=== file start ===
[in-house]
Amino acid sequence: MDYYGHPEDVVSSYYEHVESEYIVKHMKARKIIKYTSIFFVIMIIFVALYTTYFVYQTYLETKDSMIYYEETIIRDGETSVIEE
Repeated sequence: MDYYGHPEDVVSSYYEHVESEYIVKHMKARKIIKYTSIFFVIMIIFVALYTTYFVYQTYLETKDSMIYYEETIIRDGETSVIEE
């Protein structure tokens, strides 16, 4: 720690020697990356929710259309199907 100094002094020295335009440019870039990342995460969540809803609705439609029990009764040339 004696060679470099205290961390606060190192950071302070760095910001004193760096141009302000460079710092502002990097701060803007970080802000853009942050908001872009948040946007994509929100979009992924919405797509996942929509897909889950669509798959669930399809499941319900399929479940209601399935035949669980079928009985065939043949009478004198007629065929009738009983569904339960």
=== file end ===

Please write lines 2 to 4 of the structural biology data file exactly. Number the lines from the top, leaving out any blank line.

Amino acid sequence: MDYYGHPEDVVSSYYEHVESEYIVKHMKARKIIKYTSIFFVIMIIFVALYTTYFVYQTYLETKDSMIYYEETIIRDGETSVIEE
Repeated sequence: MDYYGHPEDVVSSYYEHVESEYIVKHMKARKIIKYTSIFFVIMIIFVALYTTYFVYQTYLETKDSMIYYEETIIRDGETSVIEE
């Protein structure tokens, strides 16, 4: 720690020697990356929710259309199907 100094002094020295335009440019870039990342995460969540809803609705439609029990009764040339 004696060679470099205290961390606060190192950071302070760095910001004193760096141009302000460079710092502002990097701060803007970080802000853009942050908001872009948040946007994509929100979009992924919405797509996942929509897909889950669509798959669930399809499941319900399929479940209601399935035949669980079928009985065939043949009478004198007629065929009738009983569904339960």